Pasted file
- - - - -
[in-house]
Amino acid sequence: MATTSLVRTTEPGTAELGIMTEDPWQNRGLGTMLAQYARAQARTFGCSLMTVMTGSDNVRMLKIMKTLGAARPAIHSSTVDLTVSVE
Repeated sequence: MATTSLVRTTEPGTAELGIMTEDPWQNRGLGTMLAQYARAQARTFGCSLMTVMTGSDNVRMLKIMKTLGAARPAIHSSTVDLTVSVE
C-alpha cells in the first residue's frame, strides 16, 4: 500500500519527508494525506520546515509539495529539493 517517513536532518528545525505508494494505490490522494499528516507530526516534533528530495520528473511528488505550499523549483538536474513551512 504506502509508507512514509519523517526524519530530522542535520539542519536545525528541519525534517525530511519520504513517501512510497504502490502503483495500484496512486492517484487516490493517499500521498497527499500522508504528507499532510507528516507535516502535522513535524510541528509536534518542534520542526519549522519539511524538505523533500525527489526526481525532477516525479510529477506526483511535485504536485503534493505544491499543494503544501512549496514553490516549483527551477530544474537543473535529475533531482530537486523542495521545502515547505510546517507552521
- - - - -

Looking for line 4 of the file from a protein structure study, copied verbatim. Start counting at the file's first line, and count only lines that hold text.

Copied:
C-alpha cells in the first residue's frame, strides 16, 4: 500500500519527508494525506520546515509539495529539493 517517513536532518528545525505508494494505490490522494499528516507530526516534533528530495520528473511528488505550499523549483538536474513551512 504506502509508507512514509519523517526524519530530522542535520539542519536545525528541519525534517525530511519520504513517501512510497504502490502503483495500484496512486492517484487516490493517499500521498497527499500522508504528507499532510507528516507535516502535522513535524510541528509536534518542534520542526519549522519539511524538505523533500525527489526526481525532477516525479510529477506526483511535485504536485503534493505544491499543494503544501512549496514553490516549483527551477530544474537543473535529475533531482530537486523542495521545502515547505510546517507552521